The African Startup Manifesto — Systems or Tech What Comes First?
The startup is not an easy concept for Africans to comprehend. For generations, our wealth has been built on tangible assets. Imagine asking for capital from your rich uncle, saying, I hope you can lend me some money. I want to start a business in an untested market with an unproven business model, but there is a potential for it to grow exponentially and create a crazy amount of wealth. The look you will get will naturally shut down the conversation. You can't blame the rich uncle. In Africa, wealth starts in things we can touch and feel.
The Non-Tech Part of The Startup
Tech startups in Africa have always been seen as artificial things or concepts. Something that young people do for fun. For the love of the American dream. When the modern-day startup movement started in Africa, the focus was on replicating startups and business models that work in mature markets. Everyone wanted to make a replica of Facebook, Amazon, Google, etc. Most founders focused on the tech side of the business, improving the UI/UX of the products to mimic similar products in the West. The products struggled to connect and grow in the local markets. Few founders realised this early, and instead of focusing on the tech side of things. Their focus was on building "real" businesses by looking at existing systems and finding ways to plug into what already works. Companies like MaxCom Africa (Max Malipo), a payment aggregator, now Tanzania's technology product adoption problem was not a technology problem. It was a "system." problem. To solve it, you needed systemic thinking beyond just being a good developer. You need to know who does what, where and how they can plug into your core system.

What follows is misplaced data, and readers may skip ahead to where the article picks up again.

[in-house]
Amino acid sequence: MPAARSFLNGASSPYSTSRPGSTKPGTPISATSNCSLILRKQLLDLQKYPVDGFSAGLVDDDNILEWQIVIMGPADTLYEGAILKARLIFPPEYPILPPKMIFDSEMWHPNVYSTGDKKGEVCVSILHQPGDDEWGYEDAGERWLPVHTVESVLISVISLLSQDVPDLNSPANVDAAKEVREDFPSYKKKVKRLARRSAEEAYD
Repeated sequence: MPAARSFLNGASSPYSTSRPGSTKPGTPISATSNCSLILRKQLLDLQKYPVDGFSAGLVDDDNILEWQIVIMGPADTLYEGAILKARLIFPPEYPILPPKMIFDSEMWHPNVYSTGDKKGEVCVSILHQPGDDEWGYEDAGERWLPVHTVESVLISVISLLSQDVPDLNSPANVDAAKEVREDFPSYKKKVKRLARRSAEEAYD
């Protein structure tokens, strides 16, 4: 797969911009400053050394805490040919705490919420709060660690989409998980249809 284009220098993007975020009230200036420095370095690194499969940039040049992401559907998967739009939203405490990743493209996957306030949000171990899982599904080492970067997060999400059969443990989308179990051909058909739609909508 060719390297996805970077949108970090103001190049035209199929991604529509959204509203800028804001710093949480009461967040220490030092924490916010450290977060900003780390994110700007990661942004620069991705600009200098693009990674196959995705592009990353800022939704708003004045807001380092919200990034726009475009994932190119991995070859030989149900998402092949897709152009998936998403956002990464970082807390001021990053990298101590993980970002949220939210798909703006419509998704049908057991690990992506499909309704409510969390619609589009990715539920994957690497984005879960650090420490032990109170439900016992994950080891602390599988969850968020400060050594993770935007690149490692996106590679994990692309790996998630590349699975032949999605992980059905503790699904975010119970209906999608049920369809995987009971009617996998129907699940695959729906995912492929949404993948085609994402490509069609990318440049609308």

African Startups and Systemic Thinking
Systemic thinking is about debugging complex relationships and roles in an ecosystem, approaching a problem as a whole instead of focusing on specific things. You apply it when solving problematic issues involving multiple engagements and overlaps between actors and resources. Most problems that startups in Africa are trying to solve a systemic, and they are complex problems requiring systemic interventions. When your solution only focuses on the tech side of things and ignores all other essential aspects of the business and the community, you are setting yourself up to fail.
Systems thinking expands the range of choices available for solving a problem by broadening our thinking and helping us articulate problems in new and different ways. At the same time, the principles of systems thinking make us aware that there are no perfect solutions; the choices we make will have an impact on other parts of the system — Michael Goodman